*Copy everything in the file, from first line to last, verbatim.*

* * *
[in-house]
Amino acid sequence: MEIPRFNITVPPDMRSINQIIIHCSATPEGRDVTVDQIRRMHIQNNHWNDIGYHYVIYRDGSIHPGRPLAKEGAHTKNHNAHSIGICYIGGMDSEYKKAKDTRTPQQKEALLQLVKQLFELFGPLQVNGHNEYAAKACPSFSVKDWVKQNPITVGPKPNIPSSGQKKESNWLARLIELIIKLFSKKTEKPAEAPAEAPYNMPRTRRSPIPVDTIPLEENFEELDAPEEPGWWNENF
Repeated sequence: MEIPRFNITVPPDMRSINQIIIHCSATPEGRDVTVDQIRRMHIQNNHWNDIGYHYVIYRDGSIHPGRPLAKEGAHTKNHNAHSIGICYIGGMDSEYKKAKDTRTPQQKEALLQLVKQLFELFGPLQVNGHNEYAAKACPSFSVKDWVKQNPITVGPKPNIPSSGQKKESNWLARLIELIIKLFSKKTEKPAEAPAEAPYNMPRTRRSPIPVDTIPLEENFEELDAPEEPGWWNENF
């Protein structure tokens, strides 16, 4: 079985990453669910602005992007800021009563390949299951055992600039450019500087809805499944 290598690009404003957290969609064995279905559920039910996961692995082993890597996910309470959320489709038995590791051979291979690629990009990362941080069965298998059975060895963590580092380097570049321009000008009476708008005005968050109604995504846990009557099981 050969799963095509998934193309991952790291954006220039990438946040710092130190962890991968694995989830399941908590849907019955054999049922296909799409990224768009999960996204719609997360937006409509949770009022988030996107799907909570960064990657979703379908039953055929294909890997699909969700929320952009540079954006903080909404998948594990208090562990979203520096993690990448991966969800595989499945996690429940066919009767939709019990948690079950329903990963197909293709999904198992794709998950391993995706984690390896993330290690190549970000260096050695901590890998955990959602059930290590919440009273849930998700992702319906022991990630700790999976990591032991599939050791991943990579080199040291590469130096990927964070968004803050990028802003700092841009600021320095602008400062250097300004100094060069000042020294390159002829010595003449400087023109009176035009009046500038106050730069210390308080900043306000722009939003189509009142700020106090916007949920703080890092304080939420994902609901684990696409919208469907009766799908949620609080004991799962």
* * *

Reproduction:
[in-house]
Amino acid sequence: MEIPRFNITVPPDMRSINQIIIHCSATPEGRDVTVDQIRRMHIQNNHWNDIGYHYVIYRDGSIHPGRPLAKEGAHTKNHNAHSIGICYIGGMDSEYKKAKDTRTPQQKEALLQLVKQLFELFGPLQVNGHNEYAAKACPSFSVKDWVKQNPITVGPKPNIPSSGQKKESNWLARLIELIIKLFSKKTEKPAEAPAEAPYNMPRTRRSPIPVDTIPLEENFEELDAPEEPGWWNENF
Repeated sequence: MEIPRFNITVPPDMRSINQIIIHCSATPEGRDVTVDQIRRMHIQNNHWNDIGYHYVIYRDGSIHPGRPLAKEGAHTKNHNAHSIGICYIGGMDSEYKKAKDTRTPQQKEALLQLVKQLFELFGPLQVNGHNEYAAKACPSFSVKDWVKQNPITVGPKPNIPSSGQKKESNWLARLIELIIKLFSKKTEKPAEAPAEAPYNMPRTRRSPIPVDTIPLEENFEELDAPEEPGWWNENF
């Protein structure tokens, strides 16, 4: 079985990453669910602005992007800021009563390949299951055992600039450019500087809805499944 290598690009404003957290969609064995279905559920039910996961692995082993890597996910309470959320489709038995590791051979291979690629990009990362941080069965298998059975060895963590580092380097570049321009000008009476708008005005968050109604995504846990009557099981 050969799963095509998934193309991952790291954006220039990438946040710092130190962890991968694995989830399941908590849907019955054999049922296909799409990224768009999960996204719609997360937006409509949770009022988030996107799907909570960064990657979703379908039953055929294909890997699909969700929320952009540079954006903080909404998948594990208090562990979203520096993690990448991966969800595989499945996690429940066919009767939709019990948690079950329903990963197909293709999904198992794709998950391993995706984690390896993330290690190549970000260096050695901590890998955990959602059930290590919440009273849930998700992702319906022991990630700790999976990591032991599939050791991943990579080199040291590469130096990927964070968004803050990028802003700092841009600021320095602008400062250097300004100094060069000042020294390159002829010595003449400087023109009176035009009046500038106050730069210390308080900043306000722009939003189509009142700020106090916007949920703080890092304080939420994902609901684990696409919208469907009766799908949620609080004991799962």